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Biibaayawawag Nibiing Naandwetowad Bmaadziwiin – They Paddle to Heal Life

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Shining Water Paddle, a grassroots collective from Chippewas of Georgina Island First Nation, paddled around Lake Simcoe to create awareness of concerns affecting waterways and offering healing prayers.

By Johnny Hawke

CHIPPEWAS OF GEORGINA ISLAND FIRST NATION — “We are exercising our inherent rights to raise awareness about the concerns affecting our waters by being visible and conducting ceremony throughout our Territory,” says Vicky Wolske, organizer of Shining Water Paddle.

Shining Water Paddle, a grassroots collective of Chippewas of Georgina Island First Nation, held its third annual ceremonial journey on June 5 as they paddled around Lake Simcoe, which had them completing the shoreline perimeter of 303 km within a two-week period.

Vicky Wolsky, Sydney Erwood, Nicolas Charles, George Snache, and Travis Charles Assance, along with Phillip Russell from British Columbia, completed the journey, thanking and protecting the lake through singing, drumming, healing prayers, and ceremonies.

Azhoonyang, or Shining Waters, is the Anishinaabe name for Lake Simcoe, located in Southern Ontario in the Territory of the Chippewa Tri-Council (Chippewas of Georgina Island, Chippewas of Rama, and Beausoleil First Nations). Chippewas of Georgina Island is located in the southern shore of Lake Simcoe.

Chippewas of Georgina Island First Nation has been living under a long-term boil water advisory for years. A $2.6-million investment from Indigenous Services Canada in 2017 was implemented to upgrade the community’s water treatment plant; however, residents in the eastern and southern part of the community still do not have access to treated drinking water.

Lake Simcoe is also being threatened these days from many sides — development, proposed highways, and sewage demands, and believes this is a matter that should be of importance for all, says Wolske.

“As women, it is our responsibility to speak for the Water as we have that special connection as life-givers, but the health of the lake and all waters is everyone’s concern, not just First Nations.”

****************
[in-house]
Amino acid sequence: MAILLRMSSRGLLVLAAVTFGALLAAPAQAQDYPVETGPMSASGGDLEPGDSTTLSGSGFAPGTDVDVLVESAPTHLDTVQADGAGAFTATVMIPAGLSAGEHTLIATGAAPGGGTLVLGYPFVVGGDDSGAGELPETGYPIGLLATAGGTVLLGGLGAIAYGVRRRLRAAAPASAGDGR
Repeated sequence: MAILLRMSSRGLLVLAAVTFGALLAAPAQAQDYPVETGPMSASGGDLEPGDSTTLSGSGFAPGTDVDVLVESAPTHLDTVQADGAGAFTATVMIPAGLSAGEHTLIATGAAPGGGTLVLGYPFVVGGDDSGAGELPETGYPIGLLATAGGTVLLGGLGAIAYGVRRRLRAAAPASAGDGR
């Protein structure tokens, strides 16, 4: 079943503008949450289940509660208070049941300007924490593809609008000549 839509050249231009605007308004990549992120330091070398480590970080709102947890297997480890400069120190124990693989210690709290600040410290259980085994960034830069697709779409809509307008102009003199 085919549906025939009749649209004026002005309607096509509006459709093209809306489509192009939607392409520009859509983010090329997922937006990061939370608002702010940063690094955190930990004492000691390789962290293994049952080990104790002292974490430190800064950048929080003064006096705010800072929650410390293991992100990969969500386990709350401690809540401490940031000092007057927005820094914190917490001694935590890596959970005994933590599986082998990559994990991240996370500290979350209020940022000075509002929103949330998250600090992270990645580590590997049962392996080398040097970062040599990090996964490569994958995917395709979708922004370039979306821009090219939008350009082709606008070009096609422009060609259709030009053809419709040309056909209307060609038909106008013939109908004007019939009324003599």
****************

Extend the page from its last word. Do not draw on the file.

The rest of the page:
The Shining Water Paddle has been invited to participate in the 29th Annual Intertribal Canoe Journey, Paddle to Muckleshoot, from July 31 to August 6, in Seattle, Washington. This journey is where an estimated 120 Canoes from Pacific Northwest Coastal Nations come together annually from their communities to meet up and paddle to a host community. This year’s host community is Muckleshoot Indian Tribe in Auburn, Washington.

“To be able to be part of this tribal canoe journey with our relations out west would be such a valuable experience in creating healthy relationships, culture sharing, creating allies. To be able to see the customs and the work on the ocean waters will be an experience to bring home and share and possibly creating future opportunities for others,” adds Wolske.

Shining Water Paddle is seeking funding, donations to secure flights and accommodations to be able to part of this journey. Donations can be made to their Go Fund Me account or directly to shiningwaterpaddle@yahoo.com.

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Lead Facilitator – Circle Process

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ANISHINABEK NATION “To give a voice to the vision of the Anishinabek Nation and to preserve  Anishinaabe Bimaadziwin while advancing our goal of Nationhood.” Employment Opportunity LEAD FACILITATOR – CIRCLE […]

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Rice will serve as a mentor for program featuring budding Indigenous writers

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By Sam Laskaris SUDBURY – When Anishinabek writer Waubgeshig Rice found out he had a chance to serve as a mentor for young Indigenous writers he jumped at the opportunity. […]

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Inherent rights highlighted at the 8th annual Anishinabek Nation Lands and Resources Forum

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By Kelly Anne Smith NORTH BAY— Concerns of climate change, extreme mining claims, and the health of the Great Lakes were heard over three days at the 8th annual Anishinabek […]

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